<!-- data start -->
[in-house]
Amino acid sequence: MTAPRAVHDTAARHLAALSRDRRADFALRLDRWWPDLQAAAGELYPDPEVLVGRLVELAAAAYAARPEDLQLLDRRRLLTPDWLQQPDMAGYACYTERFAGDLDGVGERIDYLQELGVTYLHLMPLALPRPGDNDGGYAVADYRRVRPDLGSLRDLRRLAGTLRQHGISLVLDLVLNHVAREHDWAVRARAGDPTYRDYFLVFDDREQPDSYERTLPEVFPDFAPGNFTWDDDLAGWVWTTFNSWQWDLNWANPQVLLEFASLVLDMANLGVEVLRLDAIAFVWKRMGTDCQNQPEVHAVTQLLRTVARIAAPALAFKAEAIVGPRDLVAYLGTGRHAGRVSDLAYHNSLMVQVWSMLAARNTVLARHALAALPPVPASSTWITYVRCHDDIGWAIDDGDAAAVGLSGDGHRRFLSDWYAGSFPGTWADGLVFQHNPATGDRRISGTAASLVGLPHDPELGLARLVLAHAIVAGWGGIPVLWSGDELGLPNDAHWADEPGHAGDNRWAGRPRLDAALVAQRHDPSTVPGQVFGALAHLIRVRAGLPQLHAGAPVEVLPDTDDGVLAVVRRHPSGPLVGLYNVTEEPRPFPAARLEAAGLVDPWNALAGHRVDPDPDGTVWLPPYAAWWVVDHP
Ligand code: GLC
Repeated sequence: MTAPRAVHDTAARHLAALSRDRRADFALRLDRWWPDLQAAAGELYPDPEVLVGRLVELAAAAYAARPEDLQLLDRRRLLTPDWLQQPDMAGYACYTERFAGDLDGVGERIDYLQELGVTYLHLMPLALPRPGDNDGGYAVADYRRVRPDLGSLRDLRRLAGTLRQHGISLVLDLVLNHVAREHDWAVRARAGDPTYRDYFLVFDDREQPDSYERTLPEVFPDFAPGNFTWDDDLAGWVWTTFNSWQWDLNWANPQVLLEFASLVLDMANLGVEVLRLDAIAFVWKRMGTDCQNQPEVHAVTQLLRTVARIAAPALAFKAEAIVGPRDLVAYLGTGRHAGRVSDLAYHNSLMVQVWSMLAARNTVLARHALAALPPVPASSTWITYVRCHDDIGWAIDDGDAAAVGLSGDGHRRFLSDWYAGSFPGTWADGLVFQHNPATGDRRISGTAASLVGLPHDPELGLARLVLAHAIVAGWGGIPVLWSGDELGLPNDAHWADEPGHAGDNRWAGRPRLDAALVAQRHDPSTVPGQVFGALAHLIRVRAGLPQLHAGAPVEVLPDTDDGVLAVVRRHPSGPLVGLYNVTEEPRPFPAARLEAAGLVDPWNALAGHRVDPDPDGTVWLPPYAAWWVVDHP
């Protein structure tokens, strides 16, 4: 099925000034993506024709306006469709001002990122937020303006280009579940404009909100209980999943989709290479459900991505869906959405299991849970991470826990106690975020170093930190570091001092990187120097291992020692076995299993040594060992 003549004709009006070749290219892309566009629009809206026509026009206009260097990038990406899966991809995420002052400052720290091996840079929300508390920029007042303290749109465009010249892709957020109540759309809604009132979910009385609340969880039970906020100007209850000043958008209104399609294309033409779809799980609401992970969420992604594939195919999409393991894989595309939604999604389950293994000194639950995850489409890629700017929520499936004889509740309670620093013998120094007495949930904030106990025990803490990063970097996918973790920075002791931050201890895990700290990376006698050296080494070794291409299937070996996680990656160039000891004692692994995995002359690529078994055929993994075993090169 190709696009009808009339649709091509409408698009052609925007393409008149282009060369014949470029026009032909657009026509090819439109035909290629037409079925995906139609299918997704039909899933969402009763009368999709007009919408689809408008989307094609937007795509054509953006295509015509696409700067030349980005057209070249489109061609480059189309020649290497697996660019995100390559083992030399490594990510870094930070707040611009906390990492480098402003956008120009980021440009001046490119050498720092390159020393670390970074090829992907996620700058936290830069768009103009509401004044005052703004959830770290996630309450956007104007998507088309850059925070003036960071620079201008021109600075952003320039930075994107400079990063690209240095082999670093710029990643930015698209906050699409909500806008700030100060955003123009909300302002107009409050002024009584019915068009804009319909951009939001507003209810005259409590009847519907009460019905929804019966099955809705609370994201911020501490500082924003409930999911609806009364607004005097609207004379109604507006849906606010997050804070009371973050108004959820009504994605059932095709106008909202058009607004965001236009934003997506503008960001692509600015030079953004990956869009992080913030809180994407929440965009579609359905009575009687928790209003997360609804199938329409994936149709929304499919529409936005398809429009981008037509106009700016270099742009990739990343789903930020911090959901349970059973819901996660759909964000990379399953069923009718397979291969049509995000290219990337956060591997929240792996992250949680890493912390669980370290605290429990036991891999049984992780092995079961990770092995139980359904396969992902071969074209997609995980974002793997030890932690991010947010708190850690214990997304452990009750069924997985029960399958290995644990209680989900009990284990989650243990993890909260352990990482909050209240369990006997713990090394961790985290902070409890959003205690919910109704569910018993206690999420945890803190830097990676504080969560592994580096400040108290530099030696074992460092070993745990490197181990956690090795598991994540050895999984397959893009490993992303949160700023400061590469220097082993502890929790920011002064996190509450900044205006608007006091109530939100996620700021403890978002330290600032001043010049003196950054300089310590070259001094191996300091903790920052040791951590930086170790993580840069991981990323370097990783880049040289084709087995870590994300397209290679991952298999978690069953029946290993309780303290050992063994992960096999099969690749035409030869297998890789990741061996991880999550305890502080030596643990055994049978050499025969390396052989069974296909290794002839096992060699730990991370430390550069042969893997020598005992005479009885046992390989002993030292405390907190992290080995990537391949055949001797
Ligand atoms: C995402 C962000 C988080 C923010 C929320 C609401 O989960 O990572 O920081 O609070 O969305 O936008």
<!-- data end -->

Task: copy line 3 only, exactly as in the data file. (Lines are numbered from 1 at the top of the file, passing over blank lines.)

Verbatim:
Ligand code: GLC